NCAA football: All dollars, no sense
NCAA rulings on Newton, Pryor prove the body is only concerned with money
If either were suspended in 2010, the NCAA's meal ticket (the bowls) would suffer
And yet, the NCAA chides the players for trying to get a slice? What hypocrisy!
It's fair to call the NCAA cynical and calculating and just plain stupid, but the latest of this year's many scandals primarily shows that it is simply shoveling water against the tide, that big-time college football just doesn't work any longer with a model developed for a nineteenth century culture.
The latest scandal: Ohio State. Five players, including the star quarterback, Terrelle Pryor, are caught selling their own memorabilia. Only down the NCAA rabbit hole does doing business with stuff that is your property, like uniforms you wore -- yourself -- merit punishment.
Previous scandal: NCAA declares that the father of Cam Newton, the Heisman Trophy winner at Auburn, tried to sell his son to Mississippi State.
Other recent scandals: reports from various agents and investigators that one way or another, college players are taking money. Probably lots and lots of them.
Why should any of this be surprising? College football is a billion dollar enterprise now, and everybody involved is making money -- sometimes millions -- except the players themselves. Human nature tells us that it is impossible to expect that the performers wouldn't also want to share some in the bounty. Look what happened in tennis and skiing and track and field and all other sports that tried to maintain the ghost of amateurism on the international championship level amidst a plethora of moneybags.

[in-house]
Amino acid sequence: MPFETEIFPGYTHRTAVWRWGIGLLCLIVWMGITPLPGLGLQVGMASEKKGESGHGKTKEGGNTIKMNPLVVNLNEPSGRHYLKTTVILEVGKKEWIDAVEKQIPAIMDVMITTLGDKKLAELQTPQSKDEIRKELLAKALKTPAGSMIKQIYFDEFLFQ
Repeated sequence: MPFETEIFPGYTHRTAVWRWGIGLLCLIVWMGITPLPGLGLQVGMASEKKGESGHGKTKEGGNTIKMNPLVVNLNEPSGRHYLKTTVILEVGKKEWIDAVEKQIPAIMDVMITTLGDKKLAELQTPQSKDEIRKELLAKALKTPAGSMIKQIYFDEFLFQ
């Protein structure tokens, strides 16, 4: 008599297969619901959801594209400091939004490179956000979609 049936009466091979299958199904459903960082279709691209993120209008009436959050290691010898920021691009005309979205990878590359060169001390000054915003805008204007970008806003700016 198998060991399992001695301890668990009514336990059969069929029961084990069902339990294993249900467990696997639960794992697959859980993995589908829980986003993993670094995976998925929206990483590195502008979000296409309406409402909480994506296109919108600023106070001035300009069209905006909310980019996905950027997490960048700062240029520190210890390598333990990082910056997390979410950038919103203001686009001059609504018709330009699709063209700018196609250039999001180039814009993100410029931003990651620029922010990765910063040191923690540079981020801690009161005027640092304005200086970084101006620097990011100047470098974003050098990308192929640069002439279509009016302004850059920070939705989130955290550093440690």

You know what the NCAA looks like now? Like the Soviet Union as it struggled to maintain Communism in a changing world that wouldn't tolerate its outdated nonsense any longer.
Proof that the NCAA is being whipsawed by reality comes in its decisions in these last two scandals. It decided that somehow Cam Newton didn't know his own father was hustling his talent. The result? No penalty.
It listened when the Ohio State athletic department pleaded that it hadn't done its job right in advising the players. The Ohio State five were suspended ... but, get this now, only at the start of next season.
Obviously, the NCAA made these curious decisions because it realized that expelling Newton or suspending the Buckeye players now would deal heavy financial losses to its distinguished member schools and its meal ticket, the bowls -- taking Auburn out of the BCS championship game and damaging the Sugar Bowl, where Ohio State played last night on ESPN, the network the NCAA wants so much to please.
The NCAA is influenced by all the money at stake. It mouths crazy, old-fashioned moral pretense, keeping its players as serfs, yet is primarily just looking after the economic welfare of its so-called educational constituents.
Oh, by the way, remember the jerseys that the players sold? Go to the Ohio State website. The college sells the same jerseys, and somehow, that's legal.
Where is Ronald Reagan to holler, "Mr. NCAA, tear down that wall of hypocrisy!"